Silicon Valley is often thought of the land of tech startups, investor money, and Teslas. All of that is correct which is why people in tech often envision themselves as a young entrepreneur trying to launch their app, or as a promising, upcoming developer who just landed a sweet gig at the valley’s hot new startup. If you’re looking to take a tour of the area, check out these top things to do in Silicon Valley.
The Intel Museum is located at Intel’s headquarters in Santa Clara, CA. It allows you to look back at the history of Intel, including the many products that they have released which have helped shape computers as we know them. It is completely free of admission but is only open on weekdays and Saturdays with the exceptions of any holidays.
Apple Campus / Corporate Store
While you can’t just go cruising through the Apple campus, you are able to pop into the campus store where most employees and people in the area pick up their Apple products. While the campus is no longer the basis for most of Apple’s work, as they moved into their new campus in 2017, there are still buildings used for extra office space and R&D type of projects.
Steve Jobs Boyhood Home / Apple Garage
While Apple was not actually founded in the garage, nor were there ever computers built there, it was a popular hangout for the founders of Apple. While Steve Jobs was still living there, you could find him, Steve Wozniak, and Ronald Wayne hanging out. While it may not have the fabled history of where Apple was founded, it’s definitely a place of pilgrimage for young tech workers and entrepreneurs and you’ll often find many people trying to get a photo of themselves with the house.
Google Visitor Center / Android Statues
If you’re a fan of Google’s Android mobile operating system, then you’re going to know what these statues represent. Google, until recently, named all of its versions after popular dessert items such as Froyo, Eclair, Jellybean, Marshmallow and more. There is also a visitor’s center next to the statues where you can purchase Google-branded merchandise and devices.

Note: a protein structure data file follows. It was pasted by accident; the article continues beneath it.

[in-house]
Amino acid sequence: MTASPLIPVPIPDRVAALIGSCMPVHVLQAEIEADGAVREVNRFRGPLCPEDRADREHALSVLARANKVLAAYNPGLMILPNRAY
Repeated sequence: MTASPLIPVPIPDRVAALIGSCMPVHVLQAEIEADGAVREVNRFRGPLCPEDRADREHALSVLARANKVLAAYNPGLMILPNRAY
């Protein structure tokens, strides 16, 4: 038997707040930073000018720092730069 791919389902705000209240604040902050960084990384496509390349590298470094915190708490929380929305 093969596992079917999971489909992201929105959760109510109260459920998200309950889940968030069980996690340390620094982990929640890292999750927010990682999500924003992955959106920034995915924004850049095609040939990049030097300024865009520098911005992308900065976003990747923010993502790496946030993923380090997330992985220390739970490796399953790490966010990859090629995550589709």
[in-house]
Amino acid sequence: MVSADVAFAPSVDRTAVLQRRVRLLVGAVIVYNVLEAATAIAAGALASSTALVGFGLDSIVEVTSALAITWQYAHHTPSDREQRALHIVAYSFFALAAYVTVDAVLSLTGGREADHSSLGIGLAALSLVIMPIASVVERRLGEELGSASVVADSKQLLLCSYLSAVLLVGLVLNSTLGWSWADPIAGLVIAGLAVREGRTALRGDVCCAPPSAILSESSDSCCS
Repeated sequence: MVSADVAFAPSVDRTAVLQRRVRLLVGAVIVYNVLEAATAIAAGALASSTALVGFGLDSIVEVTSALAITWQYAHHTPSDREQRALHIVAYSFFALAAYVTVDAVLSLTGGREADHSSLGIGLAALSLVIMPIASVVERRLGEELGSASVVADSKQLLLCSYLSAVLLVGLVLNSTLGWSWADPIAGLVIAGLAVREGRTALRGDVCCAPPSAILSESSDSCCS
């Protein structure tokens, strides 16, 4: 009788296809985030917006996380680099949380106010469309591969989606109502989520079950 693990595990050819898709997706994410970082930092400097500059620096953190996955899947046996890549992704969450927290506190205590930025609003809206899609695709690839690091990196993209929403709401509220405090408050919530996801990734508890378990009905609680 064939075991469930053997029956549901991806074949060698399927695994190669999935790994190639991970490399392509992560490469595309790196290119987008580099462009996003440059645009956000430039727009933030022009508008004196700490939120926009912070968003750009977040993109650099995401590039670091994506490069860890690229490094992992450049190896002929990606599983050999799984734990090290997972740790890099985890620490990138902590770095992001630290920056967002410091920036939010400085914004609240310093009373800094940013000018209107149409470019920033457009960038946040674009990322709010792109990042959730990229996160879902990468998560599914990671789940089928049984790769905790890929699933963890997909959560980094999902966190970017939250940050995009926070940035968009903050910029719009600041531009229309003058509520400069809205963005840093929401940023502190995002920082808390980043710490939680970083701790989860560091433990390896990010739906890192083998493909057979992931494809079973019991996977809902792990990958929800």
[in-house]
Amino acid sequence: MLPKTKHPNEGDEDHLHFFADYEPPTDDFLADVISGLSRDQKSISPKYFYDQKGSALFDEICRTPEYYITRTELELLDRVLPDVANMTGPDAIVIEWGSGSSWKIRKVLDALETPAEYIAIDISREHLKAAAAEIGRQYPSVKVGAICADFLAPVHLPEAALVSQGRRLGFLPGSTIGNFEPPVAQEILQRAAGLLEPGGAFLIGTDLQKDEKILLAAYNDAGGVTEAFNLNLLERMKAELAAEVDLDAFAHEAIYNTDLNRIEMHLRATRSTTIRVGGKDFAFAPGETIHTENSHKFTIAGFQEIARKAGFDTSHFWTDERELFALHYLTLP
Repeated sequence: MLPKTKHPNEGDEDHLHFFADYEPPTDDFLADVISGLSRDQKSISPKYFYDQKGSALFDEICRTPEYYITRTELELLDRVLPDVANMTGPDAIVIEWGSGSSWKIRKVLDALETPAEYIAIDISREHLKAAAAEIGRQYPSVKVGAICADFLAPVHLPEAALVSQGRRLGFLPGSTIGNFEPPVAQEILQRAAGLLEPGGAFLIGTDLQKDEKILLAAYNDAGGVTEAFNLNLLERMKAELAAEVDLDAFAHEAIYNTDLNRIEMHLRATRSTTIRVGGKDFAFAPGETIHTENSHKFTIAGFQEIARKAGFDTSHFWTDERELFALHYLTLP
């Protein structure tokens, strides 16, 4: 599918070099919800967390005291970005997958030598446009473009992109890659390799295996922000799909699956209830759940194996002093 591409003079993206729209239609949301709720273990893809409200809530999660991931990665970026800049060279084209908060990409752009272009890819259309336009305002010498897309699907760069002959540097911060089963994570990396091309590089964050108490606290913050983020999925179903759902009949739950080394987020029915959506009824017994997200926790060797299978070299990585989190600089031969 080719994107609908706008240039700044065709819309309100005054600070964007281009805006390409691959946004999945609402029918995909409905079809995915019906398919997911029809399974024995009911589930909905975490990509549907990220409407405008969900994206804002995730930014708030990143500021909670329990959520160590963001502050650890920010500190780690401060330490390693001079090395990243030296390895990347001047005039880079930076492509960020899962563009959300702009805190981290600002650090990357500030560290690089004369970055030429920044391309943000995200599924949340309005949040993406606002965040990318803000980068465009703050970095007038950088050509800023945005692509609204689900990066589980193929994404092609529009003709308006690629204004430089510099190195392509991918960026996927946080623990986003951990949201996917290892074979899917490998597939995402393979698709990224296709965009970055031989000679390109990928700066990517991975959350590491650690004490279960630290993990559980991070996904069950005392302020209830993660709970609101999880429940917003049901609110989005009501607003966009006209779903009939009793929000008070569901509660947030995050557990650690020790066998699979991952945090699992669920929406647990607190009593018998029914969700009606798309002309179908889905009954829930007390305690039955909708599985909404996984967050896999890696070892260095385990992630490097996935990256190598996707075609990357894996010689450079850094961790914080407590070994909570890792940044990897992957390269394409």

Unlike the Apple Garage, the HP Garage is where the company Hewlitt-Packard was founded. Today it is a private, invite-only, museum which means, unfortunately, the public can not go in. You can easily see the garage from the sidewalk and take photos of it. There’s a sign nearby that explains that this is widely considered to be the birthplace of Silicon Valley.
Facebook Like Sign
If you’re a user of any sort of technology, then you already know what this symbol means. The only major branding outside of Facebook headquarters, it’s not uncommon to see a line of people waiting to take their photo in front of the sign. Take a peek behind the sign for a special throwback to an older company in Silicon Valley.
Impossible Foods is one of the newer kids on the block, being founded in 2011 and their signature product, the Impossible Burger, launched in July 2016. Since then it has had its share of controversy in the animal rights community, but they continue to make massive inroads into the meat market and have secured huge partnerships with companies like Burger King and White Castle. It won’t be long before you start seeing the Impossible Burger showing up in grocery stores as they are testing it in certain ones already.
Buck’s Of Woodside
This restaurant is iconic in the history of Silicon Valley and has been the host of some of the biggest deals and tech demos. Early demonstrations of PayPal were held in these booths and the deal for Hotmail was inked at the restaurant. It’s not uncommon to see hopeful entrepreneurs showing off their app or discussing funding with VCs as Sandhill Road is just down the street. It’s definitely worth checking out the interior design and grabbing a burger!
YouTube is actually much closer to San Fransisco than Silicon Valley proper, but given the massive behemoth that it is, and the fact that it’s not too far of a drive, it’s worth adding to your list. Things have been much more locked down since the shooting that occurred in April 2018. While no one but the shooter was killed, they have definitely beefed up security since then. Most of the major entrances are behind gates and there is security patrolling the area, even outside of normal business hours.
Where else would you go if you were in Silicon Valley? Let us know in the comments down below.